P043
Temporalities of the past: moments, memories, and futures in the making

Convenors:
Ivana Maček (Stockholm University)
Siri Schwabe (Roskilde University)
Location:
Horsal 4 (B4)
Start time:
16 August, 2018 at 9:00
Session slots:
2

Short abstract:

The panel explores the role of the past in shaping current moments and imaginings of the future. We are interested in individual, familial, and collective processes, as well as in their overlapping spatial and temporal dynamics.

Long abstract:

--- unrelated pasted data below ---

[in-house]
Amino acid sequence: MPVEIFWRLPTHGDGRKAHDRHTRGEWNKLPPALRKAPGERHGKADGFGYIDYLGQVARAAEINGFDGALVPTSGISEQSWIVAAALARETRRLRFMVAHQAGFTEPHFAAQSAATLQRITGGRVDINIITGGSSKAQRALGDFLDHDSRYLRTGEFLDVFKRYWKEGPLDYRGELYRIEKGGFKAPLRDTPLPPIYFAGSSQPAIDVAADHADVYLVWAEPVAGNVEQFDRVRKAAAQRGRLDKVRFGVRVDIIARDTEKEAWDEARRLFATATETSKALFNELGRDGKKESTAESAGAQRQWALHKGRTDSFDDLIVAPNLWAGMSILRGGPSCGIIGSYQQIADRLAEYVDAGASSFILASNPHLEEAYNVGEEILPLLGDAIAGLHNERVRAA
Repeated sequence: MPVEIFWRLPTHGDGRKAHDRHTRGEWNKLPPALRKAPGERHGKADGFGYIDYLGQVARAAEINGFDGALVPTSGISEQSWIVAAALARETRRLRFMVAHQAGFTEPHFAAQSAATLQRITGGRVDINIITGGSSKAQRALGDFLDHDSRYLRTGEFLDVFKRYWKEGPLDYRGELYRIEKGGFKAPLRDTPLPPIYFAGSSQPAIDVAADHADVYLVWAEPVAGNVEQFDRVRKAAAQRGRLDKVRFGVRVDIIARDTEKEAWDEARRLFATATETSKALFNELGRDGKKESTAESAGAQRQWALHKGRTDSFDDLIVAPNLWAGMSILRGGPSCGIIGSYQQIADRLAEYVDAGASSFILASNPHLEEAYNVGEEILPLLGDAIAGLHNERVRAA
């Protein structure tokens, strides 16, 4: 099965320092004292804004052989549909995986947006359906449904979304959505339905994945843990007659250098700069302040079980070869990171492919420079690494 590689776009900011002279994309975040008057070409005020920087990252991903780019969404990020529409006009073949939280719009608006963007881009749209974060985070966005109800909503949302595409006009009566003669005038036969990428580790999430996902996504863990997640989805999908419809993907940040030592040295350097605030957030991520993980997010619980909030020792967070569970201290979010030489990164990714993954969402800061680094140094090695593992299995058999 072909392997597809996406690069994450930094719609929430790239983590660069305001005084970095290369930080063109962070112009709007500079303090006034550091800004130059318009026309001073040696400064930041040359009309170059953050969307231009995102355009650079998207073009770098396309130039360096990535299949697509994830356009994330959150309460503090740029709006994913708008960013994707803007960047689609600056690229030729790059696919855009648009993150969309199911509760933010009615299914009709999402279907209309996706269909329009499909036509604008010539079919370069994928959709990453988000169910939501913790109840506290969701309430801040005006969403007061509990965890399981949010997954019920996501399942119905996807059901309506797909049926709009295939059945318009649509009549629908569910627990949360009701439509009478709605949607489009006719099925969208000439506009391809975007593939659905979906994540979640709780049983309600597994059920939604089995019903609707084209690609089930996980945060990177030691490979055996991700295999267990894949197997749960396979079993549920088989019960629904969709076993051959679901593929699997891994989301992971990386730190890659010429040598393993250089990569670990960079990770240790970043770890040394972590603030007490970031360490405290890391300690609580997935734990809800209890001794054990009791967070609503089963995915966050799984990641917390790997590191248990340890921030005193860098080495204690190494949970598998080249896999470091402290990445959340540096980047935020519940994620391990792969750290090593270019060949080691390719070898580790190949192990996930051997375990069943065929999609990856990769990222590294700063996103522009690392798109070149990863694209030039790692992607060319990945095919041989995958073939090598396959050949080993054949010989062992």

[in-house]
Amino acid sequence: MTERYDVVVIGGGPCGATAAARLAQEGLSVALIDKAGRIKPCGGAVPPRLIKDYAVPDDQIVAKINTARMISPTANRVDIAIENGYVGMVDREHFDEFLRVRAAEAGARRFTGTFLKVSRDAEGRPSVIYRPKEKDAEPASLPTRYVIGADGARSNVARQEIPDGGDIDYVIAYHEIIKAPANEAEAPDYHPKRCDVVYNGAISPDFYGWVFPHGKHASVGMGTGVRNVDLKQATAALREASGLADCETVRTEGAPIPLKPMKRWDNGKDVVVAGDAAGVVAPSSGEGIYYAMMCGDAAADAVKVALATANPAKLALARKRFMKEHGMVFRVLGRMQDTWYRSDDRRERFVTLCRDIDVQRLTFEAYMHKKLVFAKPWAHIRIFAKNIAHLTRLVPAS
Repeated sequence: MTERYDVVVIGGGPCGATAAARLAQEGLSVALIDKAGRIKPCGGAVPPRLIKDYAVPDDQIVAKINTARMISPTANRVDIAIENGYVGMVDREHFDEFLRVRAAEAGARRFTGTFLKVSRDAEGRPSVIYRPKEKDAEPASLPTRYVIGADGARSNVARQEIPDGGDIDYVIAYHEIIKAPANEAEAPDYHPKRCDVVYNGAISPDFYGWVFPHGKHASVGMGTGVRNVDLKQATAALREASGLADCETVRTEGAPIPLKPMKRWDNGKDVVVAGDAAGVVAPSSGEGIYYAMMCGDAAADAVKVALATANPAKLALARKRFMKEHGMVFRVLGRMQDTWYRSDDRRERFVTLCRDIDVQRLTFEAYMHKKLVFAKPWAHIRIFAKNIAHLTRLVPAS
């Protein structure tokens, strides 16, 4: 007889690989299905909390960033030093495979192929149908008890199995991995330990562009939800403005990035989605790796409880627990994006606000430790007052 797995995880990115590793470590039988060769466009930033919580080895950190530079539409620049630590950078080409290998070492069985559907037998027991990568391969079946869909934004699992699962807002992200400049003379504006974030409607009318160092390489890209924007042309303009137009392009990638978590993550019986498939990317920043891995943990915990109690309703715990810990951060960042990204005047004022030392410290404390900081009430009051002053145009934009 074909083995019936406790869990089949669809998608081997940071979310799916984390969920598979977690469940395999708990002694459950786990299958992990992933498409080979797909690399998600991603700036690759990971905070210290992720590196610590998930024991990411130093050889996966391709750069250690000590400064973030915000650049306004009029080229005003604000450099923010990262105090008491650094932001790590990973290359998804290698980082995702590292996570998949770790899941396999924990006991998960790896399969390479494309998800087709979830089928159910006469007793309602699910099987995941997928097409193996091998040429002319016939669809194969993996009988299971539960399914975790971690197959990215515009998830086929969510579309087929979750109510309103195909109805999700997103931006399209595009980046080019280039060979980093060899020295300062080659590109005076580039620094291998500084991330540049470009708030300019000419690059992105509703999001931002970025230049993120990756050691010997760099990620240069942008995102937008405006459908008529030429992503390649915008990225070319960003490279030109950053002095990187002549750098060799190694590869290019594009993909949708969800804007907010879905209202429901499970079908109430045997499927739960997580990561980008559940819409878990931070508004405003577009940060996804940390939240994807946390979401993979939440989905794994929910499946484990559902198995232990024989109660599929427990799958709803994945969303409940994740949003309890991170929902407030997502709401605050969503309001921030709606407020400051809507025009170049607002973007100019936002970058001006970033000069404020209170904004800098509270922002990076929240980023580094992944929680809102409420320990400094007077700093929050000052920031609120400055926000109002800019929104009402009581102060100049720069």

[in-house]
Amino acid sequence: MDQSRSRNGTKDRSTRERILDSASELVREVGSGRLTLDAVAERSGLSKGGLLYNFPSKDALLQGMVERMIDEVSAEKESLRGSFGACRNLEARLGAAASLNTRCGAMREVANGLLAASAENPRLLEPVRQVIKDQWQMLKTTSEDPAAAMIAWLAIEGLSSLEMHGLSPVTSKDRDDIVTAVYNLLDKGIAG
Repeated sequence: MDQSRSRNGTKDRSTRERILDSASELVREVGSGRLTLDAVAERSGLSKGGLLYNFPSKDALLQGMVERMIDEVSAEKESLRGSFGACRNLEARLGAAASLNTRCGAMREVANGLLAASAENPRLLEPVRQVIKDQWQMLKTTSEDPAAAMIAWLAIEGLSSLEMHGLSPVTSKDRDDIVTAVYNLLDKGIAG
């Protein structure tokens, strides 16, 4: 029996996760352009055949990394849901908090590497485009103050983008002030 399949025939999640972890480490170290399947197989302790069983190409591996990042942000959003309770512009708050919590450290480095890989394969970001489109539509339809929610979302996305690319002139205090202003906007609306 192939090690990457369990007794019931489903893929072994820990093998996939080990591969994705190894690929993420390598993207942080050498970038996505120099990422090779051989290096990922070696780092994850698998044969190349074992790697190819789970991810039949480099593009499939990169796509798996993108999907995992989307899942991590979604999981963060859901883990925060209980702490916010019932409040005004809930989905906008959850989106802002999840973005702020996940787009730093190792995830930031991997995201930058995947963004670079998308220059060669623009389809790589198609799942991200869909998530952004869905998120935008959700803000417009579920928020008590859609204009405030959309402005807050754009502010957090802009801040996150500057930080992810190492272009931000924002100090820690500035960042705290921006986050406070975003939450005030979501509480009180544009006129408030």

In this panel, we seek to explore the role of the past in shaping current moments and imaginings of the future. We are interested in individual, familial, and collective processes, as well as in their overlapping transnational and intergenerational dynamics. Emotional dynamics, meaning-making, and issues of morality seem to be central to how people engage with and activate the past in contemporary political and cultural settings. In that regard, narratives of the past can become 'frozen' reference points with explicit moral implications. But what happens when we for instance say "never again," and how is the moral ideal embedded in these words negotiated in practice? More generally, how do visions of the past interplay with imaginings of the future, and how are particular futures pointed to in practice? How does people's imaginative engagement with the past differ from their engagement with the future and how do we conceptualize the present accordingly? The temporalities of the past might be explored through people's relationship with material objects, the intergenerational transmission of family stories, shared cultural activities within a community, state monuments, memorials and education, as well as through the built environment. Further, the interplay between past, present, and future might be approached through transnational flows as well as via research on travelling, multidirectional, and mediated memories. We invite papers that present ethnographic, methodological, and theoretical perspectives on these or similar themes.